other mythologicals. Growing up, I loved the idea of such powerful gods and pranking brothers. On top of that, Marvel turned them into powerful superheroes, using their powers for good or evil.
Ever since reading Neil Gaiman's Odd and the Frost Giants many years ago, I have loved them and it's about time we get a middle grade series devoted to these amazing characters in mythos history.
Today, I'm fortunate enough to have K.L. Armstrong, co-author of Loki's Wolves, on the blog to give a little history into Thor, god of thunder. So, without delaying any more, here goes!
I remember being in New York, in a cab with Melissa and seeing an advertisement for Thor. I said I hoped the movie would be good. Now, of course I hoped it’d be good because I wanted to see it, but my real reason was a little more self-serving. Melissa and I were in New York because we’d just sold Loki’s Wolves…a middle-grade novel based on Norse mythology.
Thor came out and it was a hit, and my youngest said, “Great! Now kids will know who Thor is!” That was the crux of the matter—Norse mythology isn’t taught nearly as much as Greek and Roman. Without that movie (and the subsequent Avengers) Melissa and I would have spent a lot more time explaining what this book is about.
But let’s pretend we didn’t get that marketing godsend and we still need to answer the question: who is Thor? Let me pull on my mythology-geek hat and give you a quick profile of the Norse god of thunder.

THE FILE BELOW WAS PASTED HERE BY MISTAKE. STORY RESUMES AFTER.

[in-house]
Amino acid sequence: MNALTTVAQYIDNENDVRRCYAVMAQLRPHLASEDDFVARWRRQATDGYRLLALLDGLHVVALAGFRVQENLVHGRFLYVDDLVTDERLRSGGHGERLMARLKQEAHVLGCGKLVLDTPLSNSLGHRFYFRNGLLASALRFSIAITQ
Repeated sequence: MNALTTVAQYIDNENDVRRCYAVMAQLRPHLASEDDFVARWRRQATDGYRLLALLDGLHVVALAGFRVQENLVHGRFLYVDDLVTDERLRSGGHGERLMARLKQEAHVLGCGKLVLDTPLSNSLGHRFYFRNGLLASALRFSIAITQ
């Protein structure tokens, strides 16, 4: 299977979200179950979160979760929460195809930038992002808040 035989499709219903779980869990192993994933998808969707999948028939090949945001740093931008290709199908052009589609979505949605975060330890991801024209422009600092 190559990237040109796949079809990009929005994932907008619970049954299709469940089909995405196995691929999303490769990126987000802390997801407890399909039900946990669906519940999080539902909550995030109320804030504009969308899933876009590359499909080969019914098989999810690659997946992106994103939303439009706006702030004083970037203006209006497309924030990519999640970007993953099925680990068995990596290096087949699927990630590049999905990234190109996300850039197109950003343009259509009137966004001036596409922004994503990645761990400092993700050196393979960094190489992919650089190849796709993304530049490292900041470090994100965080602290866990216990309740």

Thor is the son of Odin, the all-father, and **, the personification of the earth itself. He’s a god of power, controlling thunder and lightning and the mighty hammer Mjölnir. While Odin was the “head” god in the Norse pantheon, he was considered the god of the nobles. Thor was the god of the common folk and his main job was protecting them, which meant a whole lot of fighting.
“The mosaics showed scenes of Thor. Fight scenes mostly—when it came to myths about Thor, that’s what you got. Thor fought this giant, and then this giant, and then this giant. Oh, yeah, and a few dwarves, but they were really mean dwarves.” – Loki's Wolves, page 54
Yep, lots of fighting, which is what endeared him to the common man. He wasn’t the smartest god or the wittiest or the best looking. He was just a really strong guy who went around killing monsters so regular folks didn’t have to.
That’s what I kept in mind when I created the character of Matt Thorsen for Loki’s Wolves. He’s an average kid with one real talent—fighting. In some books, that might lead him to become a bully, but as strong as the Norse god was, he never used his power that way. His gift was used to help, not harm. Matt might love a fight, but only in the ring, against a willing opponent. Like Thor, he’s not a tough guy or a bad boy. He’s just a regular kid with a special gift…one he hopes he can use to help save the world.
For more information about the book, check out The Blackwell Pages website.
Be sure to check out the rest of the tour stops this week!
Tuesday, May 7 – Bookalicious featuring Ragnarök
Wednesday, May 8 – Mundie Kids featuring Odin
Thursday, May 9 – Novel Thoughts featuring Thor
Friday, May 10 – Charlotte's Library featuring Freya
Saturday, May 11 – Bewitched Bookworms featuring Loki
Thanks to Little Brown for letting Novel Thoughts be a stop on such a cool tour! Be on the lookout for our review coming soon and don't forget, you can enter for a chance to win a copy of Loki's Wolves HERE.